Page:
All of these contribute to the onset of heat emergencies:
• High temperatures or humidity
• Prolonged or excessive exercise
• Heavy, layered clothing
• Alcohol use (causes dehydration)
• Medication such as diuretics (given in hypertension, usually)
Summer means dehydration. It’s almost certain that this is the best time of the year to get into the bottled water business. That’s if people know what dehydration is and its symptoms. It’s especially important to recognize heat stress in children because they are most prone yet least defensible. They have more body surface per pound of weight compared to adults. Early dehydration symptoms are thirst, fatigue, irritability, dry mouth and just plain feeling hot.
Heat cramps and syncope. A mild form of heat illness is muscle cramping and it happens mostly to athletes exercising under the sun with little hydration. Immediately, get that person into the shade, stretch the affected muscle and rehydrate with water. If there’s a sports drink available, the high sodium content is a plus. However, if more than 8 percent of the drink is carbohydrate, absorption would not be as fast as H2O.
In a hot environment, fainting or dizziness can result after getting up suddenly from a standing or sitting position. Sometimes all it takes to conk out is prolonged standing. This kind of fainting is called heat syncope. Return the person to a lying position and try to give water when revived. Bring the patient to the emergency room if unconscious.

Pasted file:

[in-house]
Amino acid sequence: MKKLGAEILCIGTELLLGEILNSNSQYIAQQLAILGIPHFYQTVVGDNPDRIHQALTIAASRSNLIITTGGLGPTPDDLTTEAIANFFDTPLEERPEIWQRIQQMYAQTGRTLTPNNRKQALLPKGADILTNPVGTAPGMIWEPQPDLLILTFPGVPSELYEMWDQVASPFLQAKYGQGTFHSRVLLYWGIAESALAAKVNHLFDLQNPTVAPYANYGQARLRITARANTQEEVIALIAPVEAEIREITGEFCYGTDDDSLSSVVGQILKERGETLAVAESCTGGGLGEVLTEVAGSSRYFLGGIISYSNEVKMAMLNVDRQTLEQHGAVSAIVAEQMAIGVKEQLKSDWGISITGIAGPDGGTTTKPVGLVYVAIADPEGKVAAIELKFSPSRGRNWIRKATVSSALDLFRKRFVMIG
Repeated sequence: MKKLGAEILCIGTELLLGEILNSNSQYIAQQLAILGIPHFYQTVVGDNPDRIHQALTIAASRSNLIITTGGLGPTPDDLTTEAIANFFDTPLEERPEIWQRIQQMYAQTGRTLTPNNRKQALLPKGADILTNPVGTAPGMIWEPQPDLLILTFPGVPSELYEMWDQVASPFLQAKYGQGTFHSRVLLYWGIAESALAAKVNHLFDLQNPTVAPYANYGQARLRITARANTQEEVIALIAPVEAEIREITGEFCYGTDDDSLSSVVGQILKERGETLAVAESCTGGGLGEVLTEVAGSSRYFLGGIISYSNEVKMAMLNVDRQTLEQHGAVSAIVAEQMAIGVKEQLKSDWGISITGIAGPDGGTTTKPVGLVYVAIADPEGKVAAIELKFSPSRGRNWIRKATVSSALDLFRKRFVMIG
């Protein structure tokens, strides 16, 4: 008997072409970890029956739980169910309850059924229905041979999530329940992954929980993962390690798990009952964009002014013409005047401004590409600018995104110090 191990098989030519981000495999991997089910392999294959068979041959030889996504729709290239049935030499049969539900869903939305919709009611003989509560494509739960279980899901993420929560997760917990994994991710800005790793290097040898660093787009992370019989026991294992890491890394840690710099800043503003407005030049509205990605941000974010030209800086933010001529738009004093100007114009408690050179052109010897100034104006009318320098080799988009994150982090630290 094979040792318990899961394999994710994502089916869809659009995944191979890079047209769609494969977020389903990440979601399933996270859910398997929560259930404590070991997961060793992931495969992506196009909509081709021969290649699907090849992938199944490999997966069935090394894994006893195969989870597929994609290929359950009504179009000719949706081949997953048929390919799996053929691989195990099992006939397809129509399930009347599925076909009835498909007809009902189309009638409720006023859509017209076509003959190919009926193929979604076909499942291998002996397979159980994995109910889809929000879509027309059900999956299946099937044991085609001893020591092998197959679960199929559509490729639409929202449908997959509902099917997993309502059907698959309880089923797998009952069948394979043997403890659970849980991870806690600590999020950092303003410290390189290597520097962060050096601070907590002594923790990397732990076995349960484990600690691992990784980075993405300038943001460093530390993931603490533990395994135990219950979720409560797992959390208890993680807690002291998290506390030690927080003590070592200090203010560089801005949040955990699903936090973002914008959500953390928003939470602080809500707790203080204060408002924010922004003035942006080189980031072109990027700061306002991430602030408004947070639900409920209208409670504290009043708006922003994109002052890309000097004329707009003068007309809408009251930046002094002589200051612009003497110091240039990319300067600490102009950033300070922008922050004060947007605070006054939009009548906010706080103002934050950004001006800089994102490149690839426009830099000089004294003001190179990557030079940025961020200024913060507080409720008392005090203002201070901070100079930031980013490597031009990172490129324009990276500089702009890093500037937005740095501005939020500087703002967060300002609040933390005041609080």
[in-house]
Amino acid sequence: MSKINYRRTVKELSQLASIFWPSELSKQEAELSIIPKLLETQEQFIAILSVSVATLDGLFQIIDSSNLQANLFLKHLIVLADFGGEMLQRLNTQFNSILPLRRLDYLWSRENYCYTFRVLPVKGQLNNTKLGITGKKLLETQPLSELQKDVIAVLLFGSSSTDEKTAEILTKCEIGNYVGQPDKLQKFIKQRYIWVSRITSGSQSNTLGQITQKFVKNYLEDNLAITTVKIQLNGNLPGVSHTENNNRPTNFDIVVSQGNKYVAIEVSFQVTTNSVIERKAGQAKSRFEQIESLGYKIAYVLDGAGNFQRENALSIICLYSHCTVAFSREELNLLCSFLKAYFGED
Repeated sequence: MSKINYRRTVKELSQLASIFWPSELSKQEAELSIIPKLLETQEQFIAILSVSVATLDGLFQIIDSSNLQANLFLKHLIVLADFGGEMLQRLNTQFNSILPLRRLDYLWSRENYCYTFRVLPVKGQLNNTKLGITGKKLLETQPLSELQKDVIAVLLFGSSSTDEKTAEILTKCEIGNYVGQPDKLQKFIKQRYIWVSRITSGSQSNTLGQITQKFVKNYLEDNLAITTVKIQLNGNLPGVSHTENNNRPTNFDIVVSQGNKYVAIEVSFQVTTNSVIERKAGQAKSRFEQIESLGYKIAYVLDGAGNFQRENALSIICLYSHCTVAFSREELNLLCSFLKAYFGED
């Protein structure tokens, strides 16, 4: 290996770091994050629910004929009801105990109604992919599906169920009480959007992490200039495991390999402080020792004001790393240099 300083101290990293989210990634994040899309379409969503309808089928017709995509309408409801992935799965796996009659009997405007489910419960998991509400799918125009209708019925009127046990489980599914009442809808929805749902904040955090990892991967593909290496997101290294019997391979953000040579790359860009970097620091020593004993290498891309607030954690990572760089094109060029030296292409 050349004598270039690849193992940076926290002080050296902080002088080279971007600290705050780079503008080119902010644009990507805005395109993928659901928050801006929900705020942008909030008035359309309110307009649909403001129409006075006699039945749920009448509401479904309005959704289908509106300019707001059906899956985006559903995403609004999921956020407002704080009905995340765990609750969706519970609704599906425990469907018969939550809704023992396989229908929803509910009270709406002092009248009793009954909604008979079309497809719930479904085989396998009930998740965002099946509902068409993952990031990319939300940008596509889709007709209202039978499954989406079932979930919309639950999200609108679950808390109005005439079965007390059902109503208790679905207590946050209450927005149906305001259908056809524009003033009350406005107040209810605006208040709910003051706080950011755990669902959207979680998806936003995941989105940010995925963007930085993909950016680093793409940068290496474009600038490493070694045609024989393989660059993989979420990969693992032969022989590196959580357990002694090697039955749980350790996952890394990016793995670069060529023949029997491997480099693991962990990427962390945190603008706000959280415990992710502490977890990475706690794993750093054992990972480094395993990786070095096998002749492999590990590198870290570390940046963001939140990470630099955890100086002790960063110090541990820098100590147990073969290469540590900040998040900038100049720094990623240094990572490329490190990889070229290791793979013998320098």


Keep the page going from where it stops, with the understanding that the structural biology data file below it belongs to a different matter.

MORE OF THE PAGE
Heat exhaustion. More worrisome in increasing severity of signs and symptoms is heat exhaustion. Aside from excessive thirst, muscle cramps, agitation or irritability, there will also be nausea, vomiting, headache, weakness, and profuse sweating. Unless the victim is immediately brought to a cool, shaded place and given fluids, the worst heat emergency will occur.
Heat stroke. This is now a medical emergency in the true sense because coma or even death is the endpoint. No doubt, many soldiers who died in the infamous 1942 Bataan Death March suffered from heat stroke. It presents as• Hyperthermia (very high temperature)
• Extreme confusion
• Dry, hot and red skin
• Rapid, weak pulse
• Irrational behavior
• Loss of consciousness
What to Do. The victim needs immediate medical attention. As first aid, cold compresses or ice bags can be placed in the armpits, neck and groin. Do not apply rubbing alcohol. Do not give fever medication like acetaminophen or aspirin. If outdoors, bring the victim to a cool place and elevate the feet. For the rest of the skin, apply wet cloth soaked in cold water. An alert victim can be given oral fluids like water or a sports drink.
Prevention. I suppose those hip-hops never get heat illnesses. Makes sense wearing loose pants dropping to the knees. But, short of a fashion makeover, heat emergencies can be prevented by wearing light-weight clothing.
On hot days, try not to exercise under the sun. Always drink plenty of fluids before, during and after exercise. It also helps to seek shade and to rest frequently when outside.
Our summers are as hot as hell. Don’t let a heat emergency, an accident just waiting to happen, happen.
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